MtDNA: K1a1b1e

Richard Rocca
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« Reply #6 on: May 02, 2012, 10:46:09 AM »

Yes, I found the link. However, whoever that Terry is, he seems to be all over the place with his data and not much of it seems to be in any great detail.

Either way, it doesn't matter as I have created an L51 map that I will post shortly. I am sure it ill be very enlightening to all of you here at World Families.
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Maliclavelli
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« Reply #7 on: May 02, 2012, 10:49:20 AM »

Of course I thank you in advance for your work.
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Maliclavelli


YDNA: R-S12460


MtDNA: K1a1b1e

Maliclavelli
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« Reply #8 on: May 02, 2012, 10:56:13 AM »

I have invited Malagodi, found R-M269+ and L11-, to test L51 (and I am sure he will be so). He is the most variated L51 found so far.
« Last Edit: May 02, 2012, 10:57:33 AM by Maliclavelli » Logged

Maliclavelli


YDNA: R-S12460


MtDNA: K1a1b1e

Maliclavelli
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« Reply #9 on: May 02, 2012, 11:12:20 AM »

Ho fatto la richiesta, IGENEA sta testando L51. Appena ho notizie le faccio sapere.
Grazie,
Alfredo [Malagodi]

La ringrazio per questo. Sono sicuro che risulterà L51+, ma naturalmente la verifica è necessaria. Dopo questo SNP non dovrà testarne altri, perché questo è quello finale del suo aplogruppo.
Gioiello [Tognoni]
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Maliclavelli


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Mike Walsh
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« Reply #10 on: May 02, 2012, 01:09:38 PM »

Razyn, I am reading this post:

Ken,
The fundamental difference between the "SNP method" and any of the "STR
methods", is that SNP's are effectively unique events, whereas an STR value
can be a mutation from a higher value or a lower value.
So SNP mutations just regularly accumulate on the Y-chromosome in roughly a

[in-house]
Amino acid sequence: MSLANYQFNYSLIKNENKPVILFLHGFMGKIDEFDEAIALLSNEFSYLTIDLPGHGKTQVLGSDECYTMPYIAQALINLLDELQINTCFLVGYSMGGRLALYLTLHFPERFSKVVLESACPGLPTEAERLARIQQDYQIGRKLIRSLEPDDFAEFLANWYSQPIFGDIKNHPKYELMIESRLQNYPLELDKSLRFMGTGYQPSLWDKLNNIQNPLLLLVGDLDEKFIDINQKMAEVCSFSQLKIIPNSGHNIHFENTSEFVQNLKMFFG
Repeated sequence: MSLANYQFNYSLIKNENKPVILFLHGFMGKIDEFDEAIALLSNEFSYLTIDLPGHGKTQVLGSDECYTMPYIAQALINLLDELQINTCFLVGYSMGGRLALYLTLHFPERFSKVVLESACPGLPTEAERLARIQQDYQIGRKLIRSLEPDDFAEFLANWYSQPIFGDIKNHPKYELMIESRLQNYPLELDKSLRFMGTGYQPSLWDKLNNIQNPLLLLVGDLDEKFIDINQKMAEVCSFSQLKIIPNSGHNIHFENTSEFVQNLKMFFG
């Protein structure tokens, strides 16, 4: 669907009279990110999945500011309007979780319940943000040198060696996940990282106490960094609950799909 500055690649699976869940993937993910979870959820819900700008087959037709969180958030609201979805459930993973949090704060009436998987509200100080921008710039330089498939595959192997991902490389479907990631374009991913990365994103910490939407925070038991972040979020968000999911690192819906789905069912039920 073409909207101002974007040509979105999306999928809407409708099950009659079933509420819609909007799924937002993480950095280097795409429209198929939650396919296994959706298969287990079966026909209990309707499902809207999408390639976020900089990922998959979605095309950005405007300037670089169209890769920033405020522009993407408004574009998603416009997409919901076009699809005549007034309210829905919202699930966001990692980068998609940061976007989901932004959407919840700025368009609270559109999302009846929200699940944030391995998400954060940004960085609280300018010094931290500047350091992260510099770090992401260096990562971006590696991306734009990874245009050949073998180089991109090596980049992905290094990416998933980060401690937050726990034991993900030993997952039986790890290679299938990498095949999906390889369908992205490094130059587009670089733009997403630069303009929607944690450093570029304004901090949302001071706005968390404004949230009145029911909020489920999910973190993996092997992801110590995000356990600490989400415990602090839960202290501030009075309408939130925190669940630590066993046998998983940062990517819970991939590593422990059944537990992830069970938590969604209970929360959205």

constant manner as the generations go by - so counting SNP mutations is
effectively a simple clock.
In contrast, STR values can mutate up or down or stay the same as the
generations go by - so it is a more complicated clock mechanism to
untangle. That affects the uncertainty. Many STR markers are needed to help
extract a timeline for the STR method.
In regards to 18,692 snps, I meant to say "18,692 variable sites". I have
corrected the title in the graphic at the bottom of
http://www.goggo.com/terry/HaplogroupI1/
Out of the many millions of nucleotides sequenced on each of the 526
Y-chromosomes sampled, only 18,692 nucleotide sites varied. All the other
sites were the same. A bigger sample of people would identify further
variable sites on the Y-chromosome.
Terry

But who is Terry Robb?
Rich, have you found the link?

Maliclavelli, I'm taking a wait and see attitude on getting granular with counting SNPs along branch lengths.  This is the "novel" approach that Karafet et al used in 2008 to redefine the Y DNA tree.. .the one where they estimated the R1 TMRCA as 18.5k ybp.  www.familytreedna.com/pdf/Karafet-et-all-GR508.pdf
FTDNA's Chief Scientist, Dr. Mike Hammers, was one of the authors.

Vince Vizachero was quite excited about it at the time and counted SNP branch lengths for R-M269 on down.  However, by the time he was finished he expressed some frustration with the method so I think he retracted them (I don't know, some of that disappeared though.)  If I remember right, he felt that the human genome scanning technologies that produced the output were so full of errors the SNP counting couldn't be considered reliable.  One of the comments about the 1000 Human Genome output is that some of the results were not readable.

 
« Last Edit: May 02, 2012, 01:11:43 PM by Mikewww » Logged

R1b-L21>L513(DF1)>S6365>L705.2(&CTS11744,CTS6621)